“Don’t leave your dog unattended in hot weather. And be sure to license your dog. That’s the law. It’s the only way we can tell if your dog has been vaccinated.”

Westport: The Write Place

The statistics are in: 18 iconic Westport locations. Six library spots. Six pick-your-own-spots. All told, 250 “writes” during last month’s Write Here project.

Jan Bassin

Led by Jan Bassin — Senior Center coordinator of writing programs, and the Westport Library’s Maker-in-Residence — each hour-long session began with a brief introduction. After a prompt, Westporters of all ages, abilities and backgrounds began writing. At the end, volunteers shared their creations.

The proudest — or bravest — uploaded their writing to a dedicated website.

But those dry facts don’t come close to telling the whole “story.”

Like many participants, Bassin knew some of the writing locations well. In her case it was the Senior Center, Westport Country Playhouse, Compo Beach, Wakeman Town Farm, Levitt Pavilion and Farmers’ Market.

Others she hadn’t visited or thought about in years: Earthplace, Rolnick Observatory, Westport Historical Society.

She’d been to Toquet Hall only once; the Westport Weston Family YMCA and Ned Dimes Marina never. She had no idea where to find the police station entrance.

Writing at Earthplace …

Jan was excited to “discover” those new places. But just as intriguing was the chance to look at familiar places with new eyes: the Town Hall lobby, for example, and train station.

She realized too that classrooms at fire and police headquarters, picnic tables at Longshore and chairs under a tree at the Farmers’ Market were as exciting as the more “sparkly” venues.

Each site brought new revelations. Jan and her group sat spellbound as Nick Marsan described his circuitous, unexpected route to becoming a firefighter; Sue Pfister spoke of shifting her focus from business to social work, then finding a population where she could help; Lori Cochran-Dougall shared her passion for sustainability; Carleigh Welsh offered her heartfelt philosophy about the importance of the arts, and Shannon Calvert showed photos of the universe taken at the observatory.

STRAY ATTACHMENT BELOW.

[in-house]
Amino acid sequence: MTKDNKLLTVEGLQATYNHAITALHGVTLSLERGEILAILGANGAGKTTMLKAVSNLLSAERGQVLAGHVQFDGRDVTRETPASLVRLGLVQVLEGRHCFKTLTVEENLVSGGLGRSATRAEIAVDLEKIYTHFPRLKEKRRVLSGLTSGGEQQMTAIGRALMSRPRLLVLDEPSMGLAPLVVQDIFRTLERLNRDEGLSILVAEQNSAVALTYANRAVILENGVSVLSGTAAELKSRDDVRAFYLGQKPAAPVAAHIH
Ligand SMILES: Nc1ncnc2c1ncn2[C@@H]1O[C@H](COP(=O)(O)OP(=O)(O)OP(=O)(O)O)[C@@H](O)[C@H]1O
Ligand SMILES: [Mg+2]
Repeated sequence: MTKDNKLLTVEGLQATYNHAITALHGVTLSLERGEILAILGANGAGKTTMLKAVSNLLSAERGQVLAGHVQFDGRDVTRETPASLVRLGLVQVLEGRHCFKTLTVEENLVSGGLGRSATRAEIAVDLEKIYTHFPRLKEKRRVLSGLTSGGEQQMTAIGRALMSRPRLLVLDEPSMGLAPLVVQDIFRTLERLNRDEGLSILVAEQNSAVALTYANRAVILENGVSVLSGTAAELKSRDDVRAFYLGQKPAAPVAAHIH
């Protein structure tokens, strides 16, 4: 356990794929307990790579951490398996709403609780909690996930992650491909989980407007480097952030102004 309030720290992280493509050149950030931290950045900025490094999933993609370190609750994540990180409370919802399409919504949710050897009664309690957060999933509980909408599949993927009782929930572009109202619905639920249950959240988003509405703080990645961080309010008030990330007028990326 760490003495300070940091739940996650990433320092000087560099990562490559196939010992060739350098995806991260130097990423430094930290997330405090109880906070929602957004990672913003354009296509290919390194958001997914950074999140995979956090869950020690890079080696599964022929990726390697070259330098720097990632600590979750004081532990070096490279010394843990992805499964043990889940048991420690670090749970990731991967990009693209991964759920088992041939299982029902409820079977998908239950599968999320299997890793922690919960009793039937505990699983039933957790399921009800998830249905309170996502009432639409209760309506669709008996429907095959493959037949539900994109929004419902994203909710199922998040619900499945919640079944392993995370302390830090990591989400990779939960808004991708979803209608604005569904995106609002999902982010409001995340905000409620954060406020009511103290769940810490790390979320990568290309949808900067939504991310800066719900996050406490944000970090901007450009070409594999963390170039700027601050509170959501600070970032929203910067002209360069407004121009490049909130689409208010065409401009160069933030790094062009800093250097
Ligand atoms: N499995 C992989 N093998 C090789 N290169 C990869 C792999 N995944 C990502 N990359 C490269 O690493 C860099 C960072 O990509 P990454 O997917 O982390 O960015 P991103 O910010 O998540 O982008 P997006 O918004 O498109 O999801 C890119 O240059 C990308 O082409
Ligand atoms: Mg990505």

… the Westport Country Playhouse …

Each visit, Jan says, “felt like a private and special writing party.” Everyone at every site treated the writers as special guests.

At the end of each talk, she guided the group into “feeling” the place they were in. The writing that followed was “amazing.”

It was “beautiful, connected and gorgeous” — even from people who insisted, “I don’t write.”

When she designed the month, Jan did not expect to be as moved as she was, every single day. “People’s voices and stories still play in my head,” she says with awe.

… and the Westport Farmers’ Market.

The project was as much about “place” as about words. “We can’t actually think of ourselves at any point in our lives without remembering where we were,” she notes.

“By writing together in a series of places in our town, we ask: What makes a community?”

The answer, it turns out, is write right here.

(Click here to read the writing posted to the Write Here website.)

Police Step Up Bike Traffic Enforcement. Resident Sees A Larger Issue.

It’s not quite Times Square. But certain parts of Westport — Hillspoint Road and South Compo from Elvira Mae’s to the Minute Man, say — attract a wide variety of folks.

Walkers, joggers, people with strollers and/or dogs, bicyclists, motorcyclists, drivers — all enjoy the beautiful, relaxing scenery.

And all battle for limited territory: roads, shoulders, sidewalks.

Beautiful — and not much room.

On Friday, the Westport Police Department — acting on “a number of complaints related to cyclists using town roads recklessly, with little to no regard for posted traffic control signage and other rules of the road” — announced a bicycle traffic enforcement campaign.

Officers — concentrated in and around Compo Beach — will be on the lookout for cyclists who blow through stop signs, fail to ride single file in the direction of traffic, or don’t use hand signals.

The scene yesterday, at Soundview Avenue by Hillspoint Road.

The stepped-up enforcement is not anti-biker, the department says. Rather, it’s to “educate and ensure the safety of cyclists, motorists and pedestrians alike while all must share our roads.”

A Compo Beach resident applauded the campaign. He’s tired of trying to enjoy the beauty of the area, only to have “a 10-person bike torpedo zoom through at twice the speed limit, not stopping at signs and crosswalks.”

Not Westport. But to some people, it feels like this.

However, he adds, cyclists should not bear all the blame.

“The bigger and sadder issue is the underlying anger and hate. Bikers are afraid of cars. Walkers are afraid of bikers. And on it goes,” he says.

“Everyone comes from fear and anger, rather than the gratefulness of walking or riding near our spectacular beach. In the short term, the town will address the danger that exists. But in the longer term, how do we as a society address the fear and anger that this issue is simply a symptom of?”

After being on the receiving end of rudeness from cyclists — and scared by them — he says he tried to put himself in their shoes.

He realized how much they fear biking next to an SUV driver preoccupied with his or her cellphone (which the Police Department also addresses).

His own sons love to ride. “I can’t default to the easy ‘bikers are wrong,'” the Compo area resident says. “So I see this as, short term, let’s enforce the road rules to make people safe.

“Longer term, let’s figure out how we can become more tolerant and accepting of others. Let’s be more grateful, and less grumpy.”